Public (Dis)Services in India

It is too well known that the so called public services in India are anything but public services. It is also well known that the worst sufferers of the apathy of these services, which are paid for from the taxes collected from even the poorest, are the poor.It is also an unfortunate fact that successive governments since independence 69 years ago, have done little to make public servants earn their keep. On the contrary, public services have more and more been oriented to cater to those who wield political power or those having access to power centres.

Instances of denial of due services to the poor or those without influence with the right quarters are routine and legend but the one that takes the cake is that involving a poor tribal whose wife died in a Odisha government hospital and he had to carry the dead body on his back for 10 kms despite government orders that a free transport should be provided to transport the dead bodies of poor patients to their homes. After he had walked 10 km.with the body on his back and his 12 year old daughter by his side, he was noticed by some people who pulled strings with the local administration which then sent an ambulance to transport the tribal, his wife’s body and daughter to his village for the rest of 50 km.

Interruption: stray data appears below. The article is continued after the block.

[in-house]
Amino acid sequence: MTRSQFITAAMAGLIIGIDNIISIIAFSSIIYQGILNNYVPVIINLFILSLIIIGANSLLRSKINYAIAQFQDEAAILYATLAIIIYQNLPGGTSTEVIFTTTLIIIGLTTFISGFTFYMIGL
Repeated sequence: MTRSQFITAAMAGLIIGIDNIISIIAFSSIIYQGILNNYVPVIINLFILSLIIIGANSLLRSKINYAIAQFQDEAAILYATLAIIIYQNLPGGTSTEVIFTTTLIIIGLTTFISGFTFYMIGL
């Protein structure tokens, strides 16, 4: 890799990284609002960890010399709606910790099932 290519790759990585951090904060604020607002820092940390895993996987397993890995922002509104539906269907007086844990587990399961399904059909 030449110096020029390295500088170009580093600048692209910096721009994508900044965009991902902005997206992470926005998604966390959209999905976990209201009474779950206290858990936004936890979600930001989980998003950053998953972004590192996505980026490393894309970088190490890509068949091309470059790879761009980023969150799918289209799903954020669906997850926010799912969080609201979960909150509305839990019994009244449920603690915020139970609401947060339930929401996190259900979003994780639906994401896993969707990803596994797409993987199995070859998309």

What is more shameful is that the hospital was given a clean chit by the District Magistrate on the ground that the tribal did not ask for the transport.This despite the tribal’s claim that he made all possible efforts to secure help from the hospital authorities. Even otherwise, did the hospital not know that one of its patients had died, that the body would need to be carted away and that the patient’s kin were poor? Are all the patients admitted to the hospital or their kin expected to know all the rules that the hospital has to follow or the facilities that it is obliged to offer? Does the hospital’s responsibility end with declaring the patient dead?

In India, the authorities usually do not take cognizance of any matter, even if it is within their knowledge and calls for action, unless it is formally brought to their notice through a written report or through a specified channel. This helps keep hassles down to the minimum though public may suffer as a consequence. This is the principle that appears to have been followed in denying transport for carrying the dead body of the tribal’s wife and in issuing the clean chit to the hospital thereafter. The Indian public which pays taxes for the upkeep of services, however, deserves better.
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